It took a year but at least we are now finally seeing a grudging and somewhat tacit acceptance by Western authorities and the press that the Gülenist Terror Group (FETÖ) was responsible for the deadly coup attempt on July 15, 2016. In the section on Turkey in a report titled "Country Reports on Terrorism 2016," by the U.S. Department of State, FETÖ was mentioned as a terrorist group and its activities were assessed in a surprisingly objective way.
The report says: "Turkey's National Security Council designated the religious movement of self-exiled Islamic cleric Fethullah Gulen a terrorist organization on May 26, referring to it as the "Fethullah Terrorist Organization" (FETO)."
This at least shows that the U.S. is aware of Turkey's perception of FETÖ as a terror group, which must be a first. It also might be interpreted as a tiny step toward recognizing FETÖ as what it is. However, irrespective of what either side says, this report indicates a new degree of appreciation by the U.S. over the terrorist activities of FETÖ.
The initial remarks by U.S. authorities on the July 15 coup attempt were both chilling and inconsistent. At first, there was silence. Then came the belated statement by then Secretary of State John Kerry, who was in Moscow at the time. He emphasized the importance of peace and stability, but said nothing about the threat to democracy or the throngs of Turks on the street fighting and dying to defend their rights. The second statement came from then President Barack Obama's press office at the White House, expressing his condolences to those who died, calling on "both sides" to abide by the rule of law. He had the temerity to advise "both sides" to avoid deeds and actions that would destabilize the country.
What the Turkish public heard from the leaders of their NATO ally that fateful night was to remain calm while your rights are trampled underfoot. Disappointment is too weak a word to express what the Turkish public felt toward the U.S. on July 15.
The next weeks and months would prove that those initial remarks were no accident.
The U.S.'s lack of desire to cooperate in properly prosecuting those responsible for the deadly coup would even lead to the overt protection accorded to the fugitive leader of FETÖ, Fetullah Gülen, who continues to reside in his expensive compound in Pennsylvania. Turkey's repeated calls for the extradition of the fugitive came to naught in the face of constant prevarication by U.S. authorities.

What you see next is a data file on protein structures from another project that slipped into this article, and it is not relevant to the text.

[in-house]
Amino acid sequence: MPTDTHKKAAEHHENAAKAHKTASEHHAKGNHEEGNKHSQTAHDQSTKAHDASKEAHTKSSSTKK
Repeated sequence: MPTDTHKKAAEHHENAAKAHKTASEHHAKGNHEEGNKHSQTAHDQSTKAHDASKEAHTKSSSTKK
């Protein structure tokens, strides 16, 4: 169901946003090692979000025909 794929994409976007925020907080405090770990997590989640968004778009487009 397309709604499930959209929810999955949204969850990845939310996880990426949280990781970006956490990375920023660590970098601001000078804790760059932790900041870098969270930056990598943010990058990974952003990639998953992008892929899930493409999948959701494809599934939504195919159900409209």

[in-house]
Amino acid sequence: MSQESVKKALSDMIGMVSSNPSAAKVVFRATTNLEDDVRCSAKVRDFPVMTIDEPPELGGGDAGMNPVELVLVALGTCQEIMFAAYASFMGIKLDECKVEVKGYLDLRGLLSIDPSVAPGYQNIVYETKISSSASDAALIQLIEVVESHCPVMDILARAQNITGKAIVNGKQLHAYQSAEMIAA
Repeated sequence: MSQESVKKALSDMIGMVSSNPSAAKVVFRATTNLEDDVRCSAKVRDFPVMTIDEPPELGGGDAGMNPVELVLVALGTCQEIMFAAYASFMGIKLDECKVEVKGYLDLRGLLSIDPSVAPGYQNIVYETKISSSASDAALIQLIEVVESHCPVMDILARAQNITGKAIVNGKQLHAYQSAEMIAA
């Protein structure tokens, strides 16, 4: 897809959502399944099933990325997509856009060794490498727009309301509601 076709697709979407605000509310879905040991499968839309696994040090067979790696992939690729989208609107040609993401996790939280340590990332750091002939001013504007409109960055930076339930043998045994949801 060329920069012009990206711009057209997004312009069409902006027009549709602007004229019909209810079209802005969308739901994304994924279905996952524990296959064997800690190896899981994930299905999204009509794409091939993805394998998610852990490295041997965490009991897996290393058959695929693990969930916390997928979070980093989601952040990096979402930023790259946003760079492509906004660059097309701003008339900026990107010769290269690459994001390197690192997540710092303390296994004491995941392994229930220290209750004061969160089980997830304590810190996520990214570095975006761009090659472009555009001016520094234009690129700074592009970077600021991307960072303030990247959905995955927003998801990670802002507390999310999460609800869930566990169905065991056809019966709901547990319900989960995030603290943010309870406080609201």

The conduct of U.S.-based media outlets was no better. They practically became a front for FETÖ members to spread their leader's messages to his followers in Turkey and around the world.
One of the many pro-coup articles and opinion pieces to appear in U.S. newspapers was "Why there are so many conspiracy theories about the Turkish coup?", published by the Washington Post. Only a few days after the coup attempt, the article, by Kristin Fabbe and Kimberly Guiler, is simply a list of arguments usually spread by Gülenists on social media.
In this article and many articles published by the U.S. media at the time, President Recep Tayyip Erdoğan was presented as the cause of the coup for being a strong leader. At the time, nobody blamed Erdoğan for staging the coup for his own purposes. That came a few days later, in a deeply insidious way, through citing claims made by unknown persons.
Many articles, including the one above, were blind to what took place on the streets across Turkey on the night of July 15. One article in the Huffington Post, a week after the coup, was even titled, "Turkey's Reichstag fire."
In an effort to attack the government and the president of Turkey, reporters displayed not only poor understanding of what was taking place, but also disregarded all ethical considerations that should guide the profession of journalism.
The U.S. Department of State's belated efforts to recognize what took place a year ago is far below what is warranted. However, compared to what is still taking place in the western media, goes some way to correct the past mistakes.
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